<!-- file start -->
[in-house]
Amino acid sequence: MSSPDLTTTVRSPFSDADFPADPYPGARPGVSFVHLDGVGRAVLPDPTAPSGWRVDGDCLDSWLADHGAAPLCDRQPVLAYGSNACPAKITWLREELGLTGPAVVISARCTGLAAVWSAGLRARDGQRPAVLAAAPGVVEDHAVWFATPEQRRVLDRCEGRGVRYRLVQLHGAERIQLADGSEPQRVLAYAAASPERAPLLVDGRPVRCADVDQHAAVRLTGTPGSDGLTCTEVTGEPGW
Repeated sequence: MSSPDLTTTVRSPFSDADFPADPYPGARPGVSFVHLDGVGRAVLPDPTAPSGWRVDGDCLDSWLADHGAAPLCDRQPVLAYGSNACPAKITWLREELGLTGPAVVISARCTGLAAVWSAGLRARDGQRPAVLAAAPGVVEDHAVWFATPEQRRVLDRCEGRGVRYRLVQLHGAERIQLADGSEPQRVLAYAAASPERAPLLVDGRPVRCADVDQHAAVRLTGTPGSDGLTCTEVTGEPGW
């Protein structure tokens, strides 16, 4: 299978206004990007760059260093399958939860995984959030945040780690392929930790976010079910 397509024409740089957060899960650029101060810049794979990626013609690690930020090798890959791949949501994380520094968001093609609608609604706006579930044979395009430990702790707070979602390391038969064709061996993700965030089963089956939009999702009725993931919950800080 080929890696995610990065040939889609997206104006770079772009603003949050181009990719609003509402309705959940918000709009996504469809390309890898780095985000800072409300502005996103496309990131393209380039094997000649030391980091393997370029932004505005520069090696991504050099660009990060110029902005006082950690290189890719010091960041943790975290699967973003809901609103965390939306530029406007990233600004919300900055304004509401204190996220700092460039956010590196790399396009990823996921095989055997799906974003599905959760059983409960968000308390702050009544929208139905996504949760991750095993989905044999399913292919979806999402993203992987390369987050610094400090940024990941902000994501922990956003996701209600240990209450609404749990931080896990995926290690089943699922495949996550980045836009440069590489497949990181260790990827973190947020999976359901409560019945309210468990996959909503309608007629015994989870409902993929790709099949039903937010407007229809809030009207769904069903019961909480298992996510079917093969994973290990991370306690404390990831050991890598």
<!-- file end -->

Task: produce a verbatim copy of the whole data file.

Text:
[in-house]
Amino acid sequence: MSSPDLTTTVRSPFSDADFPADPYPGARPGVSFVHLDGVGRAVLPDPTAPSGWRVDGDCLDSWLADHGAAPLCDRQPVLAYGSNACPAKITWLREELGLTGPAVVISARCTGLAAVWSAGLRARDGQRPAVLAAAPGVVEDHAVWFATPEQRRVLDRCEGRGVRYRLVQLHGAERIQLADGSEPQRVLAYAAASPERAPLLVDGRPVRCADVDQHAAVRLTGTPGSDGLTCTEVTGEPGW
Repeated sequence: MSSPDLTTTVRSPFSDADFPADPYPGARPGVSFVHLDGVGRAVLPDPTAPSGWRVDGDCLDSWLADHGAAPLCDRQPVLAYGSNACPAKITWLREELGLTGPAVVISARCTGLAAVWSAGLRARDGQRPAVLAAAPGVVEDHAVWFATPEQRRVLDRCEGRGVRYRLVQLHGAERIQLADGSEPQRVLAYAAASPERAPLLVDGRPVRCADVDQHAAVRLTGTPGSDGLTCTEVTGEPGW
């Protein structure tokens, strides 16, 4: 299978206004990007760059260093399958939860995984959030945040780690392929930790976010079910 397509024409740089957060899960650029101060810049794979990626013609690690930020090798890959791949949501994380520094968001093609609608609604706006579930044979395009430990702790707070979602390391038969064709061996993700965030089963089956939009999702009725993931919950800080 080929890696995610990065040939889609997206104006770079772009603003949050181009990719609003509402309705959940918000709009996504469809390309890898780095985000800072409300502005996103496309990131393209380039094997000649030391980091393997370029932004505005520069090696991504050099660009990060110029902005006082950690290189890719010091960041943790975290699967973003809901609103965390939306530029406007990233600004919300900055304004509401204190996220700092460039956010590196790399396009990823996921095989055997799906974003599905959760059983409960968000308390702050009544929208139905996504949760991750095993989905044999399913292919979806999402993203992987390369987050610094400090940024990941902000994501922990956003996701209600240990209450609404749990931080896990995926290690089943699922495949996550980045836009440069590489497949990181260790990827973190947020999976359901409560019945309210468990996959909503309608007629015994989870409902993929790709099949039903937010407007229809809030009207769904069903019961909480298992996510079917093969994973290990991370306690404390990831050991890598």